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Commentary :: International
Like the Song Says: It's Deja Vu All Over Again
11 Dec 2004
Soldiers dissing the Secretary of Defense, mutinies, desertion at record highs. Can officer fragging be far behind? Does any of this sound familiar?
John Fogerty has it right. “It’s déjà vu all over again,” except with a difference.
In Vietnam, in the post-Tet period, when it had become clear to the soldiers on the ground that the war was a lost cause and that they were risking their lives and limbs just to provide cover to Richard Nixon and the other politicians in Washington, mutiny, desertion and “fragging”—the offing of overly aggressive officers who were trying to get you killed before your tour ended--not to mention the crazed and superstitious offing of the guys carrying the body bags into battle (if there were no body bags, nobody could get killed)—became epidemic.
This time around, as it becomes clear that the U.S. cannot win—whatever that even means—in Iraq, and is destined to be tossed summarily out of the country dragging its tail at some point, whether this year or five years from now, it’s a different army. Instead of angry and unwilling draftees, the military doing the fighting this time around is composed, at least nominally, of volunteers—people who either signed up as regular military, or who joined the reserves or the National Guard. Few of them, obviously, thought they’d be in this kind of endless guerrilla war in a country half a world away, but they still know that they did sign up.
Granted many of the grunts in the desert were either sold a bill of goods by conniving and dishonest recruiters, or were driven to join the military by a lack of any employment alternative, or they saw military service as a way to pay for a college education that for many poor Americans is financially out of reach any other way, but they still have a sense, most of them, that they asked for the uniform.
But this is also an older, more self-assured military, which became apparent when a group of National Guard soldiers in Kuwait, about to be sent into the battle zone, were given a chance to meet with Defense Secretary and war architect Donald Rumsfeld.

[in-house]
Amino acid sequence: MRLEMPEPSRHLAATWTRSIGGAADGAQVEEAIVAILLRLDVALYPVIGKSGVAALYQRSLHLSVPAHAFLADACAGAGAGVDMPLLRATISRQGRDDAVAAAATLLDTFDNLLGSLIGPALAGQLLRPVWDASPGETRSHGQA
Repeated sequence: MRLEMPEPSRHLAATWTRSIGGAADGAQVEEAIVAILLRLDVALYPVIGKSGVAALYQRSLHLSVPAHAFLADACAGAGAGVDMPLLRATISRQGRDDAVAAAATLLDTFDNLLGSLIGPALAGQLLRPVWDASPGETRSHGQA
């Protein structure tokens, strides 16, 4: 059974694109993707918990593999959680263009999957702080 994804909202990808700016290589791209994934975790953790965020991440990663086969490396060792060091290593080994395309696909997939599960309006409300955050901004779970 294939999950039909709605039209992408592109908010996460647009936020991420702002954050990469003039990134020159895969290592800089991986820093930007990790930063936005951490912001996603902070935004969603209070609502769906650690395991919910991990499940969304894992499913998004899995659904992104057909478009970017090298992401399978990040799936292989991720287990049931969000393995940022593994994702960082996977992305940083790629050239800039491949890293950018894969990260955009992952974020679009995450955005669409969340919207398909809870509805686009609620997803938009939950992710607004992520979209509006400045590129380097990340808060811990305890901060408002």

They didn’t frag the secretary, but if words could kill, that pompous gasbag would be pushing up daisies right now. The soldiers peppered him with hard questions about stop-loss orders that keep many of them on active duty long past their enlistment periods, about having to fight without body armor, about being given humvees and heavy trucks with no armor even as half or more of the casualties and fatalities of U.S. servicepeople in Iraq could have been prevented with better armor. In short, they let the shocked and befuddled secretary know that they are royally pissed at what they’re being asked to do. These soldiers dared to speak out in a way should shame the Washington and Pentagon press corps (if that overpaid and over groomed lot weren’t such shameless suckups to power).
We hear now too, that this army of 150,000 in Iraq has so far experienced 5000 desertions—an astonishing rate of 3.3 percent. That’s remarkable, considering how hard it must be to desert in that environment. In Vietnam, you could hide out in a Saigon brothel, or, as some soldiers did, melt into the jungle, turn yourself over to the VC, and get smuggled north to North Vietnam and eventually Russia or even Sweden. The options in Iraq aren’t so good, particularly with an insurgency that is far less organized and disciplined, and that is as likely to kill a wandering deserter as to give him or her shelter and sanctuary.
How much longer will it be before desertion and angry questioning, and the occasional mutiny like we saw in late October with the fuel convoy that refused orders because of a lack of guards and armor on its explosion-prone trucks, give way to the same kind of disorder, sabotage and mayhem that plagued the U.S. military in Vietnam descends on the U.S. war machine in Iraq?
My guess is that day isn’t that far off.
For the rest of this article, go to www.thiscantbehappening.net
See also:
http://www.thiscantbehappening.net

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